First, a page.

Corporate wallets are bulging and now is the time to spend it, according to new research by BofA Merrill Lynch Global Research. Since 2009, spare cash has overwhelmingly been used for share buybacks, as opposed to dividends, acquisitions, or capital expenditure.
But with increasing confidence in a sustainable global recovery as well as lower corporate taxes and a windfall of repatriated cash from abroad (Apple alone has almost $270 billion outside the US and is bringing most, if not all of it, home) due to US tax reform, there are hopes for a boom in capital expenditure. There is a widely recognized link between investment in physical capital, adoption of new technologies, and labor productivity so an increase in company capital expenditure plans is seen as a good thing for raising productivity and hence economic growth.
But not so fast. A survey conducted by BofAML found that companies have already earmarked this extra cash to pay down debt, do more buybacks, and increase wages.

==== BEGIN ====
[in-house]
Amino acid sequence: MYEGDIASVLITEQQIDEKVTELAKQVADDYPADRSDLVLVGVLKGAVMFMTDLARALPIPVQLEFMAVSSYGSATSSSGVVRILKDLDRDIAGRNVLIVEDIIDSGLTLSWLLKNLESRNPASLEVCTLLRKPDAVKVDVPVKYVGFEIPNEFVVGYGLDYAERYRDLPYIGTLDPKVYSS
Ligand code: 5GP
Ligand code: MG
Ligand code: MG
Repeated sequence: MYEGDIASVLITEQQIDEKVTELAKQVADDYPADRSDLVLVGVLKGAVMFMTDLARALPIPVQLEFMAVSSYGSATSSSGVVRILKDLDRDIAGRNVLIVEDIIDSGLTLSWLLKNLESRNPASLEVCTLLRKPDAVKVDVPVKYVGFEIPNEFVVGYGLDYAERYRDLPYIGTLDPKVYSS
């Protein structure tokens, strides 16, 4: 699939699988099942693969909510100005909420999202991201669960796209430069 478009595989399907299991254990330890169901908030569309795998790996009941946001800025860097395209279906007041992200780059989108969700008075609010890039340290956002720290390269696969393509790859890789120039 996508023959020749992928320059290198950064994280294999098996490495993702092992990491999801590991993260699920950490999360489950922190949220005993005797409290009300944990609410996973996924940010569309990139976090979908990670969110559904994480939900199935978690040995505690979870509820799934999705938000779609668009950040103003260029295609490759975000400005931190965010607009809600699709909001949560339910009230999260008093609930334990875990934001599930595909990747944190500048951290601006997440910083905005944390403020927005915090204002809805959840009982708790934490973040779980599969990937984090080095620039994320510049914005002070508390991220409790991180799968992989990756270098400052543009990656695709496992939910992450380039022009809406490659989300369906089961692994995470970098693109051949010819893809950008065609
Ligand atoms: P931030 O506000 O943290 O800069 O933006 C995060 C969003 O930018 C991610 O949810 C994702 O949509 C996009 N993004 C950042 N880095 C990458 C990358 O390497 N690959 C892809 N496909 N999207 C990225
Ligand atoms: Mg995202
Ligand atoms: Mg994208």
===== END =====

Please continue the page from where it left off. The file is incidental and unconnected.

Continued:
The interesting twist in the analysis is in who has the cash. BofAML estimate that the majority of overseas cash (73%) belongs to only two sectors: tech and healthcare. These two sectors tend to spend less on buybacks and capital expenditure. Tech, in particular, favors spending on M&A, with an average of 40% of non-operating cash spent buying other companies. The comparable spend for the S&P 500 is 24%.
Additionally, outside of financial companies, the top 50 overseas cash holders hold over 80% of the cash, and, within this group, M&A is twice as popular as capex.
This all makes it more likely that repatriated cash will fuel the next M&A cycle than the next capex boom. And that could be a good thing for big banks like Goldman Sachs, JP Morgan Chase, and Morgan Stanley which make more money from US M&A than anyone else.